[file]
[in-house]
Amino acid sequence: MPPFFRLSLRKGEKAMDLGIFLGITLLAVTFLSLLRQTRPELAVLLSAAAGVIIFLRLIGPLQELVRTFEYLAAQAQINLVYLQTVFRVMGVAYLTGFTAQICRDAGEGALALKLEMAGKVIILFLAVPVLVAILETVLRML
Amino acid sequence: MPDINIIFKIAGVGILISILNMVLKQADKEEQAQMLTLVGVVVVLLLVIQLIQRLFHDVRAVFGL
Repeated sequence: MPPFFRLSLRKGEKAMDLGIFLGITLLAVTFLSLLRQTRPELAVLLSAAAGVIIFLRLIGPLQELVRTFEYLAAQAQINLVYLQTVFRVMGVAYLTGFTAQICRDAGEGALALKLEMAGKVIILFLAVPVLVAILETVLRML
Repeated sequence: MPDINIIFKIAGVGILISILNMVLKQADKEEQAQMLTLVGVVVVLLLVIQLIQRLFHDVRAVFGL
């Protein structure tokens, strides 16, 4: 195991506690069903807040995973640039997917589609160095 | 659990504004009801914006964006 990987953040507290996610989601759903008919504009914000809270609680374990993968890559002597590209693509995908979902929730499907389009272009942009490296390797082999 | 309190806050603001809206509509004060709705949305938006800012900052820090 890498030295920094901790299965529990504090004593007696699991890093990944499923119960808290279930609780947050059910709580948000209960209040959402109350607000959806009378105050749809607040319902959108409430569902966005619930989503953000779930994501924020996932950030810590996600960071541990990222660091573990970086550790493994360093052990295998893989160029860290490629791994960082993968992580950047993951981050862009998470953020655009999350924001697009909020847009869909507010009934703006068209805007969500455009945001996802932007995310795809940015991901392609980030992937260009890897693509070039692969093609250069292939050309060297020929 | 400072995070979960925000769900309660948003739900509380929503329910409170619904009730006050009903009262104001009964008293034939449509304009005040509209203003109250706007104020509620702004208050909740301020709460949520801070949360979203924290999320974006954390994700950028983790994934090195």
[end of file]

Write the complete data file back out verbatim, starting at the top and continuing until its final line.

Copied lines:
[in-house]
Amino acid sequence: MPPFFRLSLRKGEKAMDLGIFLGITLLAVTFLSLLRQTRPELAVLLSAAAGVIIFLRLIGPLQELVRTFEYLAAQAQINLVYLQTVFRVMGVAYLTGFTAQICRDAGEGALALKLEMAGKVIILFLAVPVLVAILETVLRML
Amino acid sequence: MPDINIIFKIAGVGILISILNMVLKQADKEEQAQMLTLVGVVVVLLLVIQLIQRLFHDVRAVFGL
Repeated sequence: MPPFFRLSLRKGEKAMDLGIFLGITLLAVTFLSLLRQTRPELAVLLSAAAGVIIFLRLIGPLQELVRTFEYLAAQAQINLVYLQTVFRVMGVAYLTGFTAQICRDAGEGALALKLEMAGKVIILFLAVPVLVAILETVLRML
Repeated sequence: MPDINIIFKIAGVGILISILNMVLKQADKEEQAQMLTLVGVVVVLLLVIQLIQRLFHDVRAVFGL
């Protein structure tokens, strides 16, 4: 195991506690069903807040995973640039997917589609160095 | 659990504004009801914006964006 990987953040507290996610989601759903008919504009914000809270609680374990993968890559002597590209693509995908979902929730499907389009272009942009490296390797082999 | 309190806050603001809206509509004060709705949305938006800012900052820090 890498030295920094901790299965529990504090004593007696699991890093990944499923119960808290279930609780947050059910709580948000209960209040959402109350607000959806009378105050749809607040319902959108409430569902966005619930989503953000779930994501924020996932950030810590996600960071541990990222660091573990970086550790493994360093052990295998893989160029860290490629791994960082993968992580950047993951981050862009998470953020655009999350924001697009909020847009869909507010009934703006068209805007969500455009945001996802932007995310795809940015991901392609980030992937260009890897693509070039692969093609250069292939050309060297020929 | 400072995070979960925000769900309660948003739900509380929503329910409170619904009730006050009903009262104001009964008293034939449509304009005040509209203003109250706007104020509620702004208050909740301020709460949520801070949360979203924290999320974006954390994700950028983790994934090195």